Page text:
Last verified on Thursday 8th June 2017
Any communication between an attorney (member of a recognised French Bar) and a client is protected by what in France is known as le secret professionnel (professional secrecy). The protection applies as soon a professional relationship between the attorney and the client has been established, even if the relationship has not been formally established. This protection is considered “general and absolute” and is zealously enforced.
Professional secrecy also applies to any communications between or among attorneys, even an adversary, unless it is clear that such a communication is “official” and can be shared with others.
The protection applies to advice and correspondence between attorney and client, and any information that the attorney has obtained, from whatever source, in the course of his or her professional work for the client.
The protection applies to both litigation and other advice. Communications between a defence counsel and a client may have a particularly high degree of protection against compelled disclosure.
The protection is not focused on “kinds of documents”, but rather applies to all information that the attorney maintains that were obtained in the context of a professional relationship. Thus, all kinds of documents in the possession of, or transmitted by, an attorney are covered. This includes preparatory and internal documents, as well as ones communicated to a client.
Once a professional relationship has been established, the protection cannot be “broken” by either the attorney or the client in the sense of giving third parties free access to information held by the attorney (see below on “waiver”); however, the protection can under certain circumstances be lifted or inapplicable, eg, the unauthorised recording of an attorney–client conversation by a third party has been admitted as evidence in court.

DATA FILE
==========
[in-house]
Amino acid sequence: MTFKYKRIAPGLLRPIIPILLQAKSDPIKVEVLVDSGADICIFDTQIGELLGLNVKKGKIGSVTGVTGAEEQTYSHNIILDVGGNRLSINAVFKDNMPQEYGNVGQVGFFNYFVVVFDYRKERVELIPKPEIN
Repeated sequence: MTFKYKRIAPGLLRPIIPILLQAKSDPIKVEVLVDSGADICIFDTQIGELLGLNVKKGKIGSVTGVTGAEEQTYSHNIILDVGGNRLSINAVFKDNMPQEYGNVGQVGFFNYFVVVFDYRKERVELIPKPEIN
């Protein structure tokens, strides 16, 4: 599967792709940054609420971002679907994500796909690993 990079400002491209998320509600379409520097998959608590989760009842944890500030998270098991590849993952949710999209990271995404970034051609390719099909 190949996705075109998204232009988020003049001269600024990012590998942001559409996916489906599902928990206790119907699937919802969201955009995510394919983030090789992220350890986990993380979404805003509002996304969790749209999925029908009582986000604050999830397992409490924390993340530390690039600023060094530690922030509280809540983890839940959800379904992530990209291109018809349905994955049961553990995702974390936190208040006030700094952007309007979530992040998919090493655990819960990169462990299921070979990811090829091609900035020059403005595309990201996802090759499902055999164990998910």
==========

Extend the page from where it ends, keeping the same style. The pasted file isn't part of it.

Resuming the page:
Yes, but only in the sense that an attorney cannot disclose to any third party any information he or she has obtained in the course of a professional relationship. A client cannot resist disclosure of publicly available information on the ground that it was shared with, or obtained from, an attorney.
Search and seizure of a lawyer’s office may be authorised, as are investigations by competition authorities. As set forth further below, a representative of the Bar must be present.
In-house counsel are not considered members of a “bar” (in large part because they are deemed incapable of being “independent” of their employer), and professional secrecy does not protect their communications with employees of their employer or information obtained from them. This issue is the subject of current debate and discussion.
Communications of an in-house counsel with employees of a corporation are not covered by professional secrecy. Communications by a member of a Bar to a corporate client are protected. Since corporations only act through individuals, communications between an attorney and a corporate employee are protected if the employee is acting for the corporation in his or her communications with the attorney.
Special circumstances arise when an attorney engages in an “internal investigation” for a corporate client. An opinion of the Paris Bar issued in March 2016 clarifies that members of the Bar can perform internal investigations, even for regular clients; and that the fruits of such an investigation are covered by professional secrecy. As the opinion acknowledges, a number of questions remain open as to how such investigations should be conducted, on which the Bar may in the future provide further guidance.